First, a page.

Bowl barrow 320m north east of Straight Walk Plantation: one of a group of round barrows south of Hampshire Gap
Heritage Category: Scheduled Monument
List Entry Number: 1013988
Date first listed: 12-Mar-1996
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This copy shows the entry on 19-Feb-2019 at 01:09:56.
The building or site itself may lie within the boundary of more than one authority.
District: Wiltshire (Unitary Authority)
Parish: Newton Tony
National Grid Reference: SU 24143 39438
Reasons for Designation
Since 1916 the Porton Down Range has been used for military purposes. As on
the Salisbury Plain Training Area, this has meant that it has not been subject
to the intensive arable farming seen elsewhere on the Wessex chalk. Porton, as
a result, is one of very few surviving areas of uncultivated chalk downland in
England and contains a range of well-preserved archaeological sites, many of
Neolithic or Bronze Age date. These include long barrows and round barrows,
flint mines, and evidence for settlement, land division and agriculture.
Bowl barrows, the most numerous form of round barrow, are funerary monuments
dating from the Late Neolithic period to the Late Bronze Age, with most
examples belonging to the period 2400-1500 BC. They were constructed as
earthen or rubble mounds, sometimes ditched, which covered single or multiple
burials. They occur either in isolation or grouped as cemeteries and often
acted as a focus for burials in later periods. Often superficially similar,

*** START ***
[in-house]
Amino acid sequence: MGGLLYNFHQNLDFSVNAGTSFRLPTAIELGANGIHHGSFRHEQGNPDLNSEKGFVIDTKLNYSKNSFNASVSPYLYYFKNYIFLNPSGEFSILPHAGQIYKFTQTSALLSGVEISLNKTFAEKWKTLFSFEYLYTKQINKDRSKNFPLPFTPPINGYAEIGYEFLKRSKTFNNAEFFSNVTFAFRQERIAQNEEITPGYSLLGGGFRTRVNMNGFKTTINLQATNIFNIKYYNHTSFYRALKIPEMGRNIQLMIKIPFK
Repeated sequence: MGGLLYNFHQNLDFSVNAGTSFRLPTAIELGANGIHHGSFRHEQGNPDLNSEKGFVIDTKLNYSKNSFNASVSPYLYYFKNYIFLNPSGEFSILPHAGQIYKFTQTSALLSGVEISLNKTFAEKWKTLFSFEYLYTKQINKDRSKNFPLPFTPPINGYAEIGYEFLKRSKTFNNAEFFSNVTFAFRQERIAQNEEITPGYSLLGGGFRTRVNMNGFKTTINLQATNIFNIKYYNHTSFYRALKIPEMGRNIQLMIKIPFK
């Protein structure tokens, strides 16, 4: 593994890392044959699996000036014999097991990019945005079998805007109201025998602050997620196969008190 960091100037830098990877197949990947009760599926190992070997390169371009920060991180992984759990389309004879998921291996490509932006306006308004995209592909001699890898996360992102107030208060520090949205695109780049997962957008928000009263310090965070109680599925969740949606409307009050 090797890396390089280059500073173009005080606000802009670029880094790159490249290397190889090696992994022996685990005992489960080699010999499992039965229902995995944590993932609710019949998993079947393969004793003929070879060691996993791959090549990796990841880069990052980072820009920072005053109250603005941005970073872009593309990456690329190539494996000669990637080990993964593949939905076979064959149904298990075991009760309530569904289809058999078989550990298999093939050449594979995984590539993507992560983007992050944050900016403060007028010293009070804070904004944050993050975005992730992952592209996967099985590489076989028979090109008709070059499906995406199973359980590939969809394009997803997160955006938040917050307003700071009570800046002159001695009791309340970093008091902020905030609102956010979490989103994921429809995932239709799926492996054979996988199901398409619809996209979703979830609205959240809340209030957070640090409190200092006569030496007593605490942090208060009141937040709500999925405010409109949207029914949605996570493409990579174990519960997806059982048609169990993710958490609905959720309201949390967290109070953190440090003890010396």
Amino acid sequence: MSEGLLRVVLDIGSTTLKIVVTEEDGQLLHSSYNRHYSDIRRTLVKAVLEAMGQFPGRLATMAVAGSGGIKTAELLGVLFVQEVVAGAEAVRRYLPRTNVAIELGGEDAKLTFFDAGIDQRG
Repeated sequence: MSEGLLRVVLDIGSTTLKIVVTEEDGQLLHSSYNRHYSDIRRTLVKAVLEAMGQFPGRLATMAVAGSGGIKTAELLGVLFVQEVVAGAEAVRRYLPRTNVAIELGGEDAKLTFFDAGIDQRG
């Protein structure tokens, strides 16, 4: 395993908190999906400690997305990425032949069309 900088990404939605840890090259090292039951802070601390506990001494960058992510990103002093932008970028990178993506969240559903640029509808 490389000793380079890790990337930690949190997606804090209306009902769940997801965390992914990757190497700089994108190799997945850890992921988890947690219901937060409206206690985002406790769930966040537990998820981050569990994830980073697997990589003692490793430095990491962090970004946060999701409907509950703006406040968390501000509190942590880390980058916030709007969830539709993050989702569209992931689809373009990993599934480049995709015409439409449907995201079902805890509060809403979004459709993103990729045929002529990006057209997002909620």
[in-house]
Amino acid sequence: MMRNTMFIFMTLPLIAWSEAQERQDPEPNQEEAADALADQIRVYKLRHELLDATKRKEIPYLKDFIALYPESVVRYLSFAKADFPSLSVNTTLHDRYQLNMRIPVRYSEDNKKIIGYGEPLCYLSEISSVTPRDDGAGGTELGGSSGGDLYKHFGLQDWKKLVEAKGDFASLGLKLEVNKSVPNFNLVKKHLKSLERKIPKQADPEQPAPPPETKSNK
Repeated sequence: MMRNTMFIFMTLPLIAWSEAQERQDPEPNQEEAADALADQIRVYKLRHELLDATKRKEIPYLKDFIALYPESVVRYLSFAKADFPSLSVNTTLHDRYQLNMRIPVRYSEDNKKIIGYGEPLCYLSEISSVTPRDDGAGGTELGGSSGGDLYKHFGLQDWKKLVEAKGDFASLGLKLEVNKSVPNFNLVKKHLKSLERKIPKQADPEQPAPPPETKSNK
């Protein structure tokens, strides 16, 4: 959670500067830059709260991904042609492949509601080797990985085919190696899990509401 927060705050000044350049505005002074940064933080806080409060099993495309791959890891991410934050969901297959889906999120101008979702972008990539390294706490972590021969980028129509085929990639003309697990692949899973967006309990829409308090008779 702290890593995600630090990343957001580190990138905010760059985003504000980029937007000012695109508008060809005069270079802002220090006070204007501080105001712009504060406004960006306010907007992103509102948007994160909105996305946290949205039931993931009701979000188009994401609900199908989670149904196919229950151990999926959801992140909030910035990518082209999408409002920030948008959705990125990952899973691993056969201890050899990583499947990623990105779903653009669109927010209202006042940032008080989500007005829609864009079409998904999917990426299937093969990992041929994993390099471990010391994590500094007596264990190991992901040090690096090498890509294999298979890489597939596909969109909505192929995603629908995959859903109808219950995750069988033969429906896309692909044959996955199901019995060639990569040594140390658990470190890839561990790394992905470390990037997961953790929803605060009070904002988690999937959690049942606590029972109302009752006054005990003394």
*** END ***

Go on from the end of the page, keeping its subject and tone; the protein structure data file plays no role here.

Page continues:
although differing widely in size, they exhibit regional variations in form
and a diversity of burial practices. There are over 10,000 surviving bowl
barrows recorded nationally (many more have already been destroyed), occurring
across most of lowland Britain. Often occupying prominent locations, they are
a major historic element in the modern landscape and their considerable
variation of form and longevity as a monument type provide important
information on the diversity of beliefs and social organisation amongst early
prehistoric communities. They are particularly representative of their period
and a substantial proportion of surviving examples are considered worthy of
The bowl barrow 320m north east of Straight Walk Plantation, although not within the area of uncultivated downland, is a comparatively well preserved example of its class. Despite some erosion caused by cultivation, it still exhibits a largely original profile and will contain archaeological remains providing information about Bronze Age beliefs, economy and environment.
The monument includes a bowl barrow, among the most northerly of a group of at
least eight round barrows which straddles a shallow coombe south of Hampshire
The barrow, which lies in the base of the coombe, has a mound 24m in diameter
and 0.7m high. Aerial photographs show a disturbance in the centre of the
mound which possibly results from antiquarian excavation carried out by
Cunnington in the early 19th century. No trace of the ditch surrounding the
mound can be seen on the ground, although this too is clearly visible on
aerial photographs and will survive as a buried feature c.3m wide.
MAP EXTRACT The site of the monument is shown on the attached map extract. It includes a 2 metre boundary around the archaeological features, considered to be essential for the monument's support and preservation.
The contents of this record have been generated from a legacy data system.
Legacy System number: 26771
Legacy System: RSM
This monument is scheduled under the Ancient Monuments and Archaeological Areas Act 1979 as amended as it appears to the Secretary of State to be of national importance. This entry is a copy, the original is held by the Department for Digital, Culture, Media and Sport.
End of official listing